A Chat With 'The Big Kahuna' 3

Dermatologist Alan Gardener Talks Healthy Skin

We would like to get to know the man in the doctor’s coat. Who is Gardner Dermatology’s “Big Kahuna?”

I’m Alan Gardner, a board-certified dermatologist, originally from South Carolina. I went to the Medical University of South Carolina, did internal medicine in St. Louis and dermatology residency in Dayton, Ohio, at Wright State Medical University. I’ve been practicing in Atlanta since 1985. I enjoy photography, golf and I love to travel. One of our nurses ordered brand-new lab coats, and as a joke, she secretly put “The Big Kahuna” on mine. I was wearing it unaware until a patient said “Big Kahuna?! I’m looking for Dr. Gardner!” The patients like it; it relaxes people who are nervous, it makes them laugh, and it opens things up.

Why dermatology as your specialty?

As a visual and dexterous person, I’m able to see what’s on the skin and I enjoy the surgical aspect of it. I treat patients of all ages, and there are many diseases from mild to severe; it’s intellectually stimulating.

What are the most common skin problems you see?

Skin cancer; sun-damaged skin, which causes premature aging; acne, eczema, psoriasis and fungal diseases. Certain rashes are emergencies, such as poison ivy or a reaction to medication, then we try to get people in ASAP. We care, so our staff will have them take precedent.

Do patients tend to wait longer than they should to get their skin concerns addressed?

Particularly with moles and growths—they often don’t hurt, so they’re neglected. Any moles or growths that are changing in size, shape, color, forming a scab, healing and breaking down or bleeding, need to be checked quickly. Don’t put it off! The longer you wait, the greater the chances of a bad outcome.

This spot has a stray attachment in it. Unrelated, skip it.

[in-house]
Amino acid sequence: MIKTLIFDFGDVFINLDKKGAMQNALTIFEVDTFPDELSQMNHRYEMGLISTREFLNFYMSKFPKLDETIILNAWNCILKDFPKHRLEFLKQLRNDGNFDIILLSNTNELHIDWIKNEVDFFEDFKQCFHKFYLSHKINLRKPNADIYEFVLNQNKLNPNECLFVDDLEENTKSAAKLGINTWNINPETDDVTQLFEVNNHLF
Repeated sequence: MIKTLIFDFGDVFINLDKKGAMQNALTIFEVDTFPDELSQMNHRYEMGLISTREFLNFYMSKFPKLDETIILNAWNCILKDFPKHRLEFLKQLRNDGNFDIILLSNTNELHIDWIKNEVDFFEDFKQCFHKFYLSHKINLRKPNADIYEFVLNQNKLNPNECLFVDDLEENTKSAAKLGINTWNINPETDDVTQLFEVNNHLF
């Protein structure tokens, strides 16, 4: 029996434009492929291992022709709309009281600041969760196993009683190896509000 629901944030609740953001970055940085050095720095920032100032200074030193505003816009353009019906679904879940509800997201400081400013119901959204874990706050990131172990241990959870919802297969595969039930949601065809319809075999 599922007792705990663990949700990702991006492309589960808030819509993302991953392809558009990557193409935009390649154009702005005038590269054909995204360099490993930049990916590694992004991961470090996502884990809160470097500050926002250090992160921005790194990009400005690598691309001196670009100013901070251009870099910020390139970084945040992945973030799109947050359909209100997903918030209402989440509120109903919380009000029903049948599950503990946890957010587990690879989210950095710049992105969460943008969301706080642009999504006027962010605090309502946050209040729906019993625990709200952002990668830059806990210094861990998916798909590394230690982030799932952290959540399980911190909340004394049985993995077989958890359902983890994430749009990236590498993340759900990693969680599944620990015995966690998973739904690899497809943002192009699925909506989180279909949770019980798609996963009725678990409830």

How often should people visit a dermatologist?

Twice a year to be safe.

I had a patient on his early 60s come in every six months. On his fifth time, he asked, “Isn’t this overkill?” He’s got a lot of moles.

I asked how often he gets his teeth cleaned. “Every sixth months.”

“Why?”

“To prevent cavities.”

“OK, when has someone died from dirty teeth if they missed a cleaning? Same here: prevention. You can be fine, but what if?”

Months later, we took cancerous skin off his back. I teach patients to be proactive with themselves.

According to the American Cancer Society, one person dies of melanoma every 54 minutes. One. That’s shocking.

There are varied types of cancers from mild to basal cell, to the more serious malignant melanomas. Dysplastic moles are precancerous, but we can catch many of them before they spread. I had four patients recently who had melanoma removed in its early stages, and they’re quite well.

Your practice also includes a medical spa. Beauty and health intersect.

The estheticians and I share the space and review medical things; if they see something, they know whether someone can have a procedure or not. They’ll come and get me. That’s a key thing that a lot of spas don’t have.

Aside from being an accomplished doctor, you are also an award-winning photographer—the recipient of two gold medals at the prestigious PX3 in Paris. Your superb photos adorn your clinic like in an art gallery. You heighten beauty in both fields.

I also won eight honorable mentions in the International Photography Awards, and once had the honor of having a photo selected by “National Geographic” as the year’s best. I like beauty, and looking at symmetry, positive vs. negative spaces, colors, so there’s an art to composition. That relates to my cosmetic practice when I’m doing Botox and injectable fillers. The artistic translates right into the cosmetic aspect of dermatology. I’ve always liked photography, but I got serious about it 12 years ago.

Any advice for our readers on healthy skin care habits?

See your dermatologist. Don’t get burned trying to tan. I’m not saying don’t go to the beach, but be smart about it.  Avoid the peak hours of 10 a.m. to 3 p.m. Wear sunscreen. Smoking is bad for your skin. Eat healthy, and minimal alcohol, for sure.